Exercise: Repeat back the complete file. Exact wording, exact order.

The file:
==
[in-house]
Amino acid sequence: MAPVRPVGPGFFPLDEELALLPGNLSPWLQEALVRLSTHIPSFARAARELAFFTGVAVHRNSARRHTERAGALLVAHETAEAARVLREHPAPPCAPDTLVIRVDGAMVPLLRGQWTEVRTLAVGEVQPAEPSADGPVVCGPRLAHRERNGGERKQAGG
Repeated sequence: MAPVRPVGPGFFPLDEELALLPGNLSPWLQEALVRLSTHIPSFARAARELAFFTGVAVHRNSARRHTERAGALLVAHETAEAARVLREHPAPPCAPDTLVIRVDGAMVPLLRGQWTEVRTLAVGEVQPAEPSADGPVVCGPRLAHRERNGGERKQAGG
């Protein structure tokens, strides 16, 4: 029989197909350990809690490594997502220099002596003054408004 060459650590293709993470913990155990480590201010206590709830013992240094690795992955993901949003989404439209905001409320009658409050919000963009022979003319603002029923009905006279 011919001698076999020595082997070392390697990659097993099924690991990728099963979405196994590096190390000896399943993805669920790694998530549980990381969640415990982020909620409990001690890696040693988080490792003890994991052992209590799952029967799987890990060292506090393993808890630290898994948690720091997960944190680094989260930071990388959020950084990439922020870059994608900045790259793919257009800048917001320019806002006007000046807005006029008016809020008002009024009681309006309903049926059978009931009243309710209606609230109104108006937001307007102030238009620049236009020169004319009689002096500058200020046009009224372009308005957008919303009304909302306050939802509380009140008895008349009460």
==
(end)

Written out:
[in-house]
Amino acid sequence: MAPVRPVGPGFFPLDEELALLPGNLSPWLQEALVRLSTHIPSFARAARELAFFTGVAVHRNSARRHTERAGALLVAHETAEAARVLREHPAPPCAPDTLVIRVDGAMVPLLRGQWTEVRTLAVGEVQPAEPSADGPVVCGPRLAHRERNGGERKQAGG
Repeated sequence: MAPVRPVGPGFFPLDEELALLPGNLSPWLQEALVRLSTHIPSFARAARELAFFTGVAVHRNSARRHTERAGALLVAHETAEAARVLREHPAPPCAPDTLVIRVDGAMVPLLRGQWTEVRTLAVGEVQPAEPSADGPVVCGPRLAHRERNGGERKQAGG
């Protein structure tokens, strides 16, 4: 029989197909350990809690490594997502220099002596003054408004 060459650590293709993470913990155990480590201010206590709830013992240094690795992955993901949003989404439209905001409320009658409050919000963009022979003319603002029923009905006279 011919001698076999020595082997070392390697990659097993099924690991990728099963979405196994590096190390000896399943993805669920790694998530549980990381969640415990982020909620409990001690890696040693988080490792003890994991052992209590799952029967799987890990060292506090393993808890630290898994948690720091997960944190680094989260930071990388959020950084990439922020870059994608900045790259793919257009800048917001320019806002006007000046807005006029008016809020008002009024009681309006309903049926059978009931009243309710209606609230109104108006937001307007102030238009620049236009020169004319009689002096500058200020046009009224372009308005957008919303009304909302306050939802509380009140008895008349009460």